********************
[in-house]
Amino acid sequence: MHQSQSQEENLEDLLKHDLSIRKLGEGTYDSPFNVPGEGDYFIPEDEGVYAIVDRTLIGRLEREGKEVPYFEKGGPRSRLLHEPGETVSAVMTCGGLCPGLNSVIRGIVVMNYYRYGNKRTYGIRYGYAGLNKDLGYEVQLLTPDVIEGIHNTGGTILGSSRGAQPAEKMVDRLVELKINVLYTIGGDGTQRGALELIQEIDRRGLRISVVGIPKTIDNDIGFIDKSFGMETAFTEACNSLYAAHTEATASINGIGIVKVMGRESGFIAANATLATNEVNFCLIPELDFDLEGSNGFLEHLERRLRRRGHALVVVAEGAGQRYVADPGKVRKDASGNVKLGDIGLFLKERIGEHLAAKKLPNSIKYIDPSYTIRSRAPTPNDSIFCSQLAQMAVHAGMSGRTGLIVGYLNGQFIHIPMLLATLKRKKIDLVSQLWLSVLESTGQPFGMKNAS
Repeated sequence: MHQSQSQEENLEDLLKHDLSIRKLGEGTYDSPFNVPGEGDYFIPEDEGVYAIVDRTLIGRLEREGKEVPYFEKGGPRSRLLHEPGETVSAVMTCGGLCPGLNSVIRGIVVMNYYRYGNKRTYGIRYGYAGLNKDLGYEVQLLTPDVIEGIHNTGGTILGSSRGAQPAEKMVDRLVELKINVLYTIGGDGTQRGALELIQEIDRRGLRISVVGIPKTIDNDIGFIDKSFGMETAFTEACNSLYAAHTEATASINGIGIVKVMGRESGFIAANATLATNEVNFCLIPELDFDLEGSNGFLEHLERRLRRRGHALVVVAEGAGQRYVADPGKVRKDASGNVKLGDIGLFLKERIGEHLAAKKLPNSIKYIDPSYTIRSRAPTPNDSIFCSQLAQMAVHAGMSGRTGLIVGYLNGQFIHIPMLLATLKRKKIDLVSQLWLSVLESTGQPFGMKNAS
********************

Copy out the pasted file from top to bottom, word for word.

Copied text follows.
[in-house]
Amino acid sequence: MHQSQSQEENLEDLLKHDLSIRKLGEGTYDSPFNVPGEGDYFIPEDEGVYAIVDRTLIGRLEREGKEVPYFEKGGPRSRLLHEPGETVSAVMTCGGLCPGLNSVIRGIVVMNYYRYGNKRTYGIRYGYAGLNKDLGYEVQLLTPDVIEGIHNTGGTILGSSRGAQPAEKMVDRLVELKINVLYTIGGDGTQRGALELIQEIDRRGLRISVVGIPKTIDNDIGFIDKSFGMETAFTEACNSLYAAHTEATASINGIGIVKVMGRESGFIAANATLATNEVNFCLIPELDFDLEGSNGFLEHLERRLRRRGHALVVVAEGAGQRYVADPGKVRKDASGNVKLGDIGLFLKERIGEHLAAKKLPNSIKYIDPSYTIRSRAPTPNDSIFCSQLAQMAVHAGMSGRTGLIVGYLNGQFIHIPMLLATLKRKKIDLVSQLWLSVLESTGQPFGMKNAS
Repeated sequence: MHQSQSQEENLEDLLKHDLSIRKLGEGTYDSPFNVPGEGDYFIPEDEGVYAIVDRTLIGRLEREGKEVPYFEKGGPRSRLLHEPGETVSAVMTCGGLCPGLNSVIRGIVVMNYYRYGNKRTYGIRYGYAGLNKDLGYEVQLLTPDVIEGIHNTGGTILGSSRGAQPAEKMVDRLVELKINVLYTIGGDGTQRGALELIQEIDRRGLRISVVGIPKTIDNDIGFIDKSFGMETAFTEACNSLYAAHTEATASINGIGIVKVMGRESGFIAANATLATNEVNFCLIPELDFDLEGSNGFLEHLERRLRRRGHALVVVAEGAGQRYVADPGKVRKDASGNVKLGDIGLFLKERIGEHLAAKKLPNSIKYIDPSYTIRSRAPTPNDSIFCSQLAQMAVHAGMSGRTGLIVGYLNGQFIHIPMLLATLKRKKIDLVSQLWLSVLESTGQPFGMKNAS